EDGE THANKSGIVING EDITION
TERRORISM AND RADICALIZATION
TERRORISM AND RADICALIZATION: WHAT NOT TO DO, WHAT TO DO
... Scott Atran, an American academic who has investigated the Hamburg cell connected to the September 11 2001 attacks in the US and numerous other terrorist attacks around the world, witnessed much of the trial and described it as "a complete farce".
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SCOTT ATRAN is a research director in anthropology at the National Center for Scientific Research in Paris, France. He is also visiting professor of psychology and public policy at the University of Michigan and presidential scholar in sociology at the John Jay College of Criminal Justice, New York City.
the family clichés true?
...This latest argument has several enthusiastic supporters. Professor Frank Sulloway, who has become a leading proponent of the birth-order idea, has gone as far as to suggest that the Norwegian study dispels any previous doubts about the intellectual prowess of first-borns. Sulloway, of the University of California, Berkeley, says that any major criticisms of the birth-order idea – that the personality differences between families are so great that they obscure any differences within the families – can now be laid to rest. "At least in the domain of intellectual ability, the new Norwegian findings rule out this alternative explanation," he says.
In fact, he suggests that birth order helps to shape more than just intelligence. Since the publication in 1996 of his book on the subject, Born to Rebel, Sulloway says four different studies, involving more than 5,000 subjects from five countries, also support this contentious view. "They have shown that first-borns are rated as being more con-scientious, less agreeable, less extroverted – in the sense of being fun-loving and excitement-seeking – and less open to experience than later-borns," he says. "Several studies have shown that later-borns are judged to be the 'rebels' of the family and that they are actually more likely to rebel in real life." ...
...More recently, other critics have lashed out at those they perceive to be peddling bad science. One of the most outspoken critics is Judith Rich Harris, an American psychologist and author of The Nurture Assumption, a treatise that tears apart the gamut of birth-order research. The belief that birth order accounts for personality traits, Harris says, can only be explained by "subjective impressions based on personal experiences, flawed or misleading research, the tendency for research to be published and publicised only if it supports the belief in birth order, the impressions psychotherapists get from listening to their patients, and biological factors".
is perplexed that so many people continue to believe that birth order
plays a significant role in forming adult personality. In a vitriolic
exchange with Sulloway on the edge.org website,
Harris explains that the strategies children learn to use at home
to get along with siblings are not the same as those they employ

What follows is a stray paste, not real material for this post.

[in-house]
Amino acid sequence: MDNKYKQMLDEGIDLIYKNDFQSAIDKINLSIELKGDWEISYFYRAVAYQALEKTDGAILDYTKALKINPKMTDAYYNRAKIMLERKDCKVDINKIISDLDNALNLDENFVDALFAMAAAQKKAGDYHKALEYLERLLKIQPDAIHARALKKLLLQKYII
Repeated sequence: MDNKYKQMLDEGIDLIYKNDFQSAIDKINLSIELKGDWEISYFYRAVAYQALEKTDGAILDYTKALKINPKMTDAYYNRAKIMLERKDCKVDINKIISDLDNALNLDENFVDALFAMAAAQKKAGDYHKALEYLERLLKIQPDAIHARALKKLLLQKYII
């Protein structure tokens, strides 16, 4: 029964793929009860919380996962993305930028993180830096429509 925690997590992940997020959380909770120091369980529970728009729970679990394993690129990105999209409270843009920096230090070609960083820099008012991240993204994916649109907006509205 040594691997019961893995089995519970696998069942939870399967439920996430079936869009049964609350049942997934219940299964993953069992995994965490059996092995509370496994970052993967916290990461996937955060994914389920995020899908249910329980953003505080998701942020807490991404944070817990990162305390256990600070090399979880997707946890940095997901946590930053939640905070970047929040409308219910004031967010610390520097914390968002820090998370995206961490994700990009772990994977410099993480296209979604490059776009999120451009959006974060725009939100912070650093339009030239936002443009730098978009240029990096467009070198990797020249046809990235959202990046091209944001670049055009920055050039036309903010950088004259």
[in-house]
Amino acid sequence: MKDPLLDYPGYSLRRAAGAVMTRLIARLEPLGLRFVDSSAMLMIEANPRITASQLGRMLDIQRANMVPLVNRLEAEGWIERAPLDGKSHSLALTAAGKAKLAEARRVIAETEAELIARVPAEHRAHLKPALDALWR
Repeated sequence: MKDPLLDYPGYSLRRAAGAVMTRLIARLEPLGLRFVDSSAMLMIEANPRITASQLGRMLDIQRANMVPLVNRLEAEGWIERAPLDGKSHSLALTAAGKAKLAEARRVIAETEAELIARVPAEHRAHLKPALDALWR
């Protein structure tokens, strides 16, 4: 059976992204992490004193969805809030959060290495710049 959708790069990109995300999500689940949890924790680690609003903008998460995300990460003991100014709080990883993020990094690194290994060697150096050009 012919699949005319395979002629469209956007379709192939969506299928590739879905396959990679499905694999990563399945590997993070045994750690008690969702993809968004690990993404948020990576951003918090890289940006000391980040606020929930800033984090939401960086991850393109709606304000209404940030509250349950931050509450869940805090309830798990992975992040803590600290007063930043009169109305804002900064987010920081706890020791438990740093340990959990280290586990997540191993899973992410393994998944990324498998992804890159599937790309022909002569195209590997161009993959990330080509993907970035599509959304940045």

outside home and in later life. ....
BUSINESS DAY (South Africa)
Tuesday, 20 November 2007
ANALYSTS are historians who are predicting the past, said Intel CEO Craig Barrett. Nassim Taleb said “ a black swan is a large-impact, hard-to-predict, and rare event beyond the realm of normal expectations”.
refers to the ancient belief that all swans were white and therefore
black swans didn’t exist, until the impossible happened and
black swans were found in Australia in the 17th century.
"In February 2005, Anne Wojcicki sat down at the so-called Billionaires' Dinner, an annual event held in Monterey, California, and asked her tablemates about their urine. She was curious whether, after eating asparagus, they could smell it when they urinated. Among those at her table were geneticist Craig Venter; Ryan Phelan, the CEO of DNA Direct, a San Francisco genetic-testing company; and Wojcicki's then-boyfriend (and now husband), Sergey Brin, cofounder of Google. Most could pick up the smell of methyl mercaptan, a sulfur compound released as our guts digest the vegetable. But some had no idea what Wojcicki was talking about. They had, it seems, a genetic variation that made the particular smell imperceptible to them.
"Soon, the conversation turned to a growing problem: While researchers are amassing great knowledge about certain genes and genetic variations, there is no way for people to access that data for insights about themselves and their families — to Google their genome, as it were. As a biotech and health care analyst at Passport Capital, a San Francisco hedge fund firm, Wojcicki knew that the pharmaceutical industry was already at work on tailoring drugs to specific genetic profiles. But she was intrigued by the prospect of a database that would compile the available research into a single resource.
"Linda Avey wasn't at the dinner, but she wished she had been when she read about it later that year in David Vise and Mark Malseed's book, The Google Story. ..."
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